State Senator James Skoufis is fired up about the Town of Montgomery Industrial Development Agency, or IDA, and its role in the building of a new Amazon warehouse.

“If our taxpayers are subsidizing your project, you better damn [well] be using our neighbors as the people building that project that we’re subsidizing,” he said.

What You Need To Know

  • State Senator James Skoufis is calling for the dissolution of the Town of Montgomery IDA

  • He cited its acceptance of a waiver that would allow non-local labor at the Amazon warehouse construction site

  • A grassroots group thinks the board should stay, but notes it needs reappointments

The town’s IDA has just granted Amazon its fifth waiver to bypass local labor. In this latest case, painters from Pennsylvania were hired to work on the project. In a letter to the IDA two weeks ago, Senator Skoufis asked them to reject that waiver.

“We’re giving you this tax break, with the agreement that you have to use local labor. And so now, for the fifth time, the IDA has granted a waiver for them to use non-local labor,” said Skoufis.

But they didn’t reject the waiver, in a move that Skoufis calls the final straw. He says he will now seek to dissolve the town’s IDA.

Residents Protecting Montgomery, a grassroots group that has opposed what it calls over-development, as well as PILOT program tax breaks often given to these warehouses, says that something needs to change. They don’t think the board should go away, but agrees there are issues.

“The problem with the town of Montgomery IDA right now, as we believe, is that there are too many conflicts of interest that sit on the board. We believe that reappointments should be made to that board,” said Don Berger, RPM's co-founder.

Berger thinks that some of the members serving on the board have clear ties to other entities; Treasurer Matthew Stoddard is also the president of Iron Workers Local 417, and IDA Executive Director Conor Eckert previously worked for Orange County Economic Development, one part of the Orange County Partnership.

RPM's other co-founder, Karina Tipton, says that granting tax breaks and local labor waivers isn’t helping Orange County taxpayers.

“They’re supposed to act as an entity whose mission includes advancing job opportunities, the health, the general prosperity, and the economic welfare of the people of the state of New York. And if they can’t do that with local labor, I don’t really know how they expect to accomplish that,” said Tipton.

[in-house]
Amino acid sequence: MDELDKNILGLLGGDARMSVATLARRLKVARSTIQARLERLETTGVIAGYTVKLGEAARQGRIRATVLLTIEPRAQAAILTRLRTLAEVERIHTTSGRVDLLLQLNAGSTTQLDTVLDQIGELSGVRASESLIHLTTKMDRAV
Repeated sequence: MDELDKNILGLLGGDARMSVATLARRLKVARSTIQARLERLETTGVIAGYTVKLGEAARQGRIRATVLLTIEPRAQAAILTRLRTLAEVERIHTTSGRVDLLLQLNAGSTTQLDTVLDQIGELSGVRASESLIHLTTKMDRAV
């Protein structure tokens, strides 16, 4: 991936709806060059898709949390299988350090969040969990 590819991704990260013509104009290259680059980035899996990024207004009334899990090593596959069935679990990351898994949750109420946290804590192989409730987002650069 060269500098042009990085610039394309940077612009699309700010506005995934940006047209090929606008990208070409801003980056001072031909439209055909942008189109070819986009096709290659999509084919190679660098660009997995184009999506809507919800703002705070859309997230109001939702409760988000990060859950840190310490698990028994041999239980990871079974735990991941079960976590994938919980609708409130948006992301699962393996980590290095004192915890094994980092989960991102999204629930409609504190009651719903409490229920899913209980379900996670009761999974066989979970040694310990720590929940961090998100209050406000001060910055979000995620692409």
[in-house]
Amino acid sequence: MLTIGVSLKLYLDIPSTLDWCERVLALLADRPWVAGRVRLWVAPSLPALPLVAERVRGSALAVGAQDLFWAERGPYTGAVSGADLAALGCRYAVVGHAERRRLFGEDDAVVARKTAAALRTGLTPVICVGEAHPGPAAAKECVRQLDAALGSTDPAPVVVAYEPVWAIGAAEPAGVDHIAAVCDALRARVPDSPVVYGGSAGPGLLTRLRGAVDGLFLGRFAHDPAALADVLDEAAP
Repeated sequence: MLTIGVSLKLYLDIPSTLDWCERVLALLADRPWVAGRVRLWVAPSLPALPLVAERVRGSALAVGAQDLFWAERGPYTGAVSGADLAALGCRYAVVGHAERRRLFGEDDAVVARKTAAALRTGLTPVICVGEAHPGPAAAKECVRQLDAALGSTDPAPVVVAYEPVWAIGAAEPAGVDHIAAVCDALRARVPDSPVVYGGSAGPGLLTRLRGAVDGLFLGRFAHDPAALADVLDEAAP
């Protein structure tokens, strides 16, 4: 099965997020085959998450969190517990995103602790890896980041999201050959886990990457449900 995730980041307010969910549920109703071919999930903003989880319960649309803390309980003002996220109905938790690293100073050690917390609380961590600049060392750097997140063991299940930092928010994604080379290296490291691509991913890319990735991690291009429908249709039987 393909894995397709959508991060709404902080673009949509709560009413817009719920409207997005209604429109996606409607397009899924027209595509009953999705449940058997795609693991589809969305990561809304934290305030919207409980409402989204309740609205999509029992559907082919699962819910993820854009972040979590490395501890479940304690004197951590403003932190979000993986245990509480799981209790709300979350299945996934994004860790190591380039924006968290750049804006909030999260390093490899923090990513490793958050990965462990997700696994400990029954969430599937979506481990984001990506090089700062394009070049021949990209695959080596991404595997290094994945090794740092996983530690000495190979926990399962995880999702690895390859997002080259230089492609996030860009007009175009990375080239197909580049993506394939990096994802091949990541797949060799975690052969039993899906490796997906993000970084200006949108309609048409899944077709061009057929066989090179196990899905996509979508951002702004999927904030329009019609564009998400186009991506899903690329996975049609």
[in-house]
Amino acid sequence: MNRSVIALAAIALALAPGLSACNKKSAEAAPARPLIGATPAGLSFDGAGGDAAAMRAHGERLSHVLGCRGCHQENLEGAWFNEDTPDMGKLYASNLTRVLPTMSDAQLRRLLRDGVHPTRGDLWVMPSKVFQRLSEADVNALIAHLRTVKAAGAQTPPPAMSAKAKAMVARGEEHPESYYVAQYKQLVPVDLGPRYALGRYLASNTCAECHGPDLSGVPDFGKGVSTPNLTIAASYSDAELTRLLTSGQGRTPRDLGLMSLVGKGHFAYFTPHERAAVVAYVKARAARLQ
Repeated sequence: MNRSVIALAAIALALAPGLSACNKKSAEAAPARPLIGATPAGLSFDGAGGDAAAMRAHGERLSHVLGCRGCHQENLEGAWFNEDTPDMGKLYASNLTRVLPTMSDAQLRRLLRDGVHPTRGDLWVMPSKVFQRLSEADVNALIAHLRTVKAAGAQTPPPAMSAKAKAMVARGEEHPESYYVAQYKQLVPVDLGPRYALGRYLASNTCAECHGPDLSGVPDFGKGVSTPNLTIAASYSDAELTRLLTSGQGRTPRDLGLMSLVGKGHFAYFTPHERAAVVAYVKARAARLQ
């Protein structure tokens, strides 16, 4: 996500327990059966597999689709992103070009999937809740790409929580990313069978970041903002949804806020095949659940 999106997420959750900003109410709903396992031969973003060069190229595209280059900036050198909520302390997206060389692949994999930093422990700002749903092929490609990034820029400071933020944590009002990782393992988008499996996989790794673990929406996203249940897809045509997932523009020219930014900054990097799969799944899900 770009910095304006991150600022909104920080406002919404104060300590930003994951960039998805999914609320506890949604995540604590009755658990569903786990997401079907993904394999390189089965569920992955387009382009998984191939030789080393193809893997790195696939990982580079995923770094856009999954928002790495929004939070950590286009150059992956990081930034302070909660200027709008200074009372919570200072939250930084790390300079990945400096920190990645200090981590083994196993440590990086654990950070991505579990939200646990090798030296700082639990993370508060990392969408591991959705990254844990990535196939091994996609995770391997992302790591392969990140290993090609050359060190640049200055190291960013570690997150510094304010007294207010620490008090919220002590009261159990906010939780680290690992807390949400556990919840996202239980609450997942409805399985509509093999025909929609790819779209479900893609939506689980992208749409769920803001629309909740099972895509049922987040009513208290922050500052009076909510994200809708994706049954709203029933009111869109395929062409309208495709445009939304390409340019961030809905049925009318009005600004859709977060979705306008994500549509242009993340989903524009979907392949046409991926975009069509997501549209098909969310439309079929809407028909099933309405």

Montgomery Town Supervisor Brian Maher says he disagrees with Skoufis that his town’s IDA needs to be dissolved, and that IDAs are an important economic tool for municipalities.

“I am eager to debate on the value of IDAs and the things that they can bring to any community or county, to put ourselves in charge of our own economic development future, and give us the tools that we need, if done the right way,” said Maher.

But Skoufis says that having two IDAs to oversee projects allows big companies to shop around.

“A project, a big corporation, will go to the county IDA, and they’ll get a sense of what kind of incentive they can get. ‘OK, a 10 year property tax break, worth $10 million,’ ” Skoufis said. “Then they’ll go to the town IDA and they’ll say, ‘Oh, well, the county IDA is giving us 10 years and $10 million; can you do better?’ ‘OK, we’ll give you 15 years and $20 million.’

“And it’s a race to the bottom. Who’s the loser? The taxpayers.”

And he has the ability to seek the dissolution of the town of Montgomery IDA.

“The very same way that it was created, which was through passing a provision, a bill, it can be undone,” Skoufis said. “And just as the state senator in 1971 seemingly supported this concept, the state senator, me, in 2021, thinks this is a failed experiment, and that the town of Montgomery IDA is not doing right by its taxpayers and needs to go away.”